How Better Consumer Segmenting Can Increase Energy Efficiency

March 13, 2017- Changing consumer behavior is no small task. Despite utility companies’ best efforts to encourage energy efficiency, many consumers resist making changes to reduce their energy consumption. According to the latest research by McKinsey & Company (McKinsey), very modest behavioral changes could lead to significant savings — as much as an additional 20 percent of residential power demands.

The research suggests that utilities should improve their understanding of how consumers behave and look for more effective ways of engaging them. Rather than segmenting the market based simply on age or location, it would help to look at it on a deeper level that includes emotional and attitudinal elements. McKinsey’s research identified five consumer segments that show varying levels of concern about energy use:

  • Green advocates comprise 20 percent of the population. They are motivated by perceived environmental benefits from more-efficient uses of energy. They have an interest in using new technologies.
  • Disengaged energy wasters make up another 20 percent of the population. They do not care about saving energy or saving money and are not interested in new technologies.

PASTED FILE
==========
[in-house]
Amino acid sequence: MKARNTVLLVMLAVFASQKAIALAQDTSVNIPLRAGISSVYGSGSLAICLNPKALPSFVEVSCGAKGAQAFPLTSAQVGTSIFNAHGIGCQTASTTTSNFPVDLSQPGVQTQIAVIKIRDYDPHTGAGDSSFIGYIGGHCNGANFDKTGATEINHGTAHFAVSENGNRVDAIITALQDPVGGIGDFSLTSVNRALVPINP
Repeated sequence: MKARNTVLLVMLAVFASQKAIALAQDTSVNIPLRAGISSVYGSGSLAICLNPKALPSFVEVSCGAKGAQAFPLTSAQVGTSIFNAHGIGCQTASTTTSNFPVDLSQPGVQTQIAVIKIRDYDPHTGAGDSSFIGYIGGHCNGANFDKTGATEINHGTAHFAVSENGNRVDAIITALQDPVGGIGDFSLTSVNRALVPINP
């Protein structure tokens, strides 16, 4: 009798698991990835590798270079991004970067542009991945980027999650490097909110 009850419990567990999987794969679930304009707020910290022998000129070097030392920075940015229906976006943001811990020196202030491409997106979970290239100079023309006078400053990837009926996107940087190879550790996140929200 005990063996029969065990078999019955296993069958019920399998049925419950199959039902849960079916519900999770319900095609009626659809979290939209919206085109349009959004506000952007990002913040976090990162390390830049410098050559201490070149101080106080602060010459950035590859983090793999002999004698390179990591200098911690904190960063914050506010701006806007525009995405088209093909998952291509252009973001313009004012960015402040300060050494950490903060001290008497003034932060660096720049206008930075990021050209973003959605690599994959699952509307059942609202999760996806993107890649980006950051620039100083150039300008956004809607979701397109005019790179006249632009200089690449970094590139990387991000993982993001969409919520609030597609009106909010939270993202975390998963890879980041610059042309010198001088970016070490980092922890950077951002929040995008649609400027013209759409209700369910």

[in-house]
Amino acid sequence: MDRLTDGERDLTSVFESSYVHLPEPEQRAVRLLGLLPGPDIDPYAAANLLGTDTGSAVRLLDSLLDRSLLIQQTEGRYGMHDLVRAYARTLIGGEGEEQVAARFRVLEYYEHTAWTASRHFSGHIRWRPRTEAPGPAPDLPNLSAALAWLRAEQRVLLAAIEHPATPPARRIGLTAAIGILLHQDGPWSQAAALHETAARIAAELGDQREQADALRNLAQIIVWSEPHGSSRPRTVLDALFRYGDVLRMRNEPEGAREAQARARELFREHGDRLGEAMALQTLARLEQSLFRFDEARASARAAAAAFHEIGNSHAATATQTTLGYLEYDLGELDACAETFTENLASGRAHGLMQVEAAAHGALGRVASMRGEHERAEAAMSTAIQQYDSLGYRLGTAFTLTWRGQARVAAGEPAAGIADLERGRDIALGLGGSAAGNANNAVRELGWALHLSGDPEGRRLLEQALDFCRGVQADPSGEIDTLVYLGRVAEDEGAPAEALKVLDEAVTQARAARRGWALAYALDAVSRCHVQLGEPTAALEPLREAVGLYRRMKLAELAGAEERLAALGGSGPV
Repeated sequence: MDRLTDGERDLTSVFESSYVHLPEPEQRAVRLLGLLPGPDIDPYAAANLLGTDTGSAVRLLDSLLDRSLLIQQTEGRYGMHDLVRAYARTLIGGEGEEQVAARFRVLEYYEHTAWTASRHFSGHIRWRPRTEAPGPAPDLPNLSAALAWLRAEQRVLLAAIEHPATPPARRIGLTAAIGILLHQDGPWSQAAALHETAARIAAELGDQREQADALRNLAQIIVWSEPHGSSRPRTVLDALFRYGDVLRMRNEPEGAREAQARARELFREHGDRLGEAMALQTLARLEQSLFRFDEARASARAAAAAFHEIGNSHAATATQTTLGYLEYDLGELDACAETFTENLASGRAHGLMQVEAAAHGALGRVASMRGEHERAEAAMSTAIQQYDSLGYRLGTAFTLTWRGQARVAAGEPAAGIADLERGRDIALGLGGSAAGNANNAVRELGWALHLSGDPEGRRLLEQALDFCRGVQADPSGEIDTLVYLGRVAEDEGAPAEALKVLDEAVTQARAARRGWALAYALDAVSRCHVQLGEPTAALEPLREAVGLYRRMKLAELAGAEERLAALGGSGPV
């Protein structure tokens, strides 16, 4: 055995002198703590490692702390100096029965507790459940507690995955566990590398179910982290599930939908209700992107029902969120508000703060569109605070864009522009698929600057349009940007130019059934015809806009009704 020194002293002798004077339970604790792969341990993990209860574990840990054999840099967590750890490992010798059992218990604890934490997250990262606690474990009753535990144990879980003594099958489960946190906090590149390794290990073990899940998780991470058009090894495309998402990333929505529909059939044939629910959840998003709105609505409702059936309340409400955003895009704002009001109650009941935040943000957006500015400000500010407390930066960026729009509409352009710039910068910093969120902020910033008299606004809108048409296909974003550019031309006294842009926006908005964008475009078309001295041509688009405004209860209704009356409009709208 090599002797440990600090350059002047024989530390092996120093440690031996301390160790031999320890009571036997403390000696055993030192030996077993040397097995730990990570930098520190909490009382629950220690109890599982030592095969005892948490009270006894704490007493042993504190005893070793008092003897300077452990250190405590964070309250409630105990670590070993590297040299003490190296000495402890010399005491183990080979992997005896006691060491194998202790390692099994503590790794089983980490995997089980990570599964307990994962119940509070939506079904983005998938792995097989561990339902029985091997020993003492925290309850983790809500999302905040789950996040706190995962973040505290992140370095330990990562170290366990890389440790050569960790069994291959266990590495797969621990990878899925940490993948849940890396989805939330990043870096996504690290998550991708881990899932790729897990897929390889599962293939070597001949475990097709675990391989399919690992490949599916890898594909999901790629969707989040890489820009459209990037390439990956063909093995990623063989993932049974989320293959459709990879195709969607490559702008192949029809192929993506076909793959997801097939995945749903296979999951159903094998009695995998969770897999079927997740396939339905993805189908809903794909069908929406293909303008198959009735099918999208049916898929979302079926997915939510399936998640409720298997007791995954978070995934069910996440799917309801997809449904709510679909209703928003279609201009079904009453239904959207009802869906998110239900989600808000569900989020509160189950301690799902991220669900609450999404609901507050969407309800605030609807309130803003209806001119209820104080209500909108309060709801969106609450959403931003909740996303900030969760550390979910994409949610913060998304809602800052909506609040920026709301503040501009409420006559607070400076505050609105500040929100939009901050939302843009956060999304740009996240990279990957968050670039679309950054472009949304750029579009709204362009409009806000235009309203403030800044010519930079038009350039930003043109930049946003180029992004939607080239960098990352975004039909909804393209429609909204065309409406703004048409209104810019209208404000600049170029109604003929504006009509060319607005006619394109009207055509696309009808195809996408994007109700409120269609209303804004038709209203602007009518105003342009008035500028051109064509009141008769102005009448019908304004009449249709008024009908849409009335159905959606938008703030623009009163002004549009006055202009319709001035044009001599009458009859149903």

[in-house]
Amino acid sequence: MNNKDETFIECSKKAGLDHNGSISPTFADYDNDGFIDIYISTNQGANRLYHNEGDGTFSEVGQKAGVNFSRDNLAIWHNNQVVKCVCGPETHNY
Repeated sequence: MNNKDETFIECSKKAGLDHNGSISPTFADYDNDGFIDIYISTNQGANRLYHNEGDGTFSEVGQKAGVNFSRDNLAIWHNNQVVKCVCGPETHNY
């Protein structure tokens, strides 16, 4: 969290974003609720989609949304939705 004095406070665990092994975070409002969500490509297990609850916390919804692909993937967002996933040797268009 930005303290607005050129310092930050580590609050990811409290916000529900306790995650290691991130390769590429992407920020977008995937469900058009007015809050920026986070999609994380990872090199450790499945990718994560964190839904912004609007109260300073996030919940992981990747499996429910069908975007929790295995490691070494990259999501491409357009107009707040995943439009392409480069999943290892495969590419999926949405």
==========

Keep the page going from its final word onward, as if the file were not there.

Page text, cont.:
The rest of the population is motivated by saving money and is made up of three distinct groups:

  • Traditionalist, cost-focused energy savers who are motivated by saving money
  • Home-focused, selective energy savers who are motivated by home improvement
  • Non-green, selective energy savers who are happy to save energy as long as they don’t have to think about it

McKinsey recommends four approaches to engage more effectively with all types of consumers:

  1. Deploy an integrated segmentation approach

The approach should combine demographic as well as attitudinal and emotional inputs.

  1. Employ emotional motivation and attitudinal drivers

The emotional motivations of the segments offer powerful clues to the best approaches to engage them on energy efficiency initiatives.

  1. Increase the use of rebates and incentives

It’s important to tailor these offerings to each market segment based on what motivates them.

  1. Invest in marketing and research

Ramping up marketing and research will be important to better connect with market segments. Simply administering a brief phone survey could place up to 80 percent of consumers in the appropriate segment.

As McKinsey’s research suggests, customer segmentation can provide a great opportunity for U.S. utility and energy retailers. If they target consumer segments more accurately, they can increase energy efficient activities and lower power demands across the country.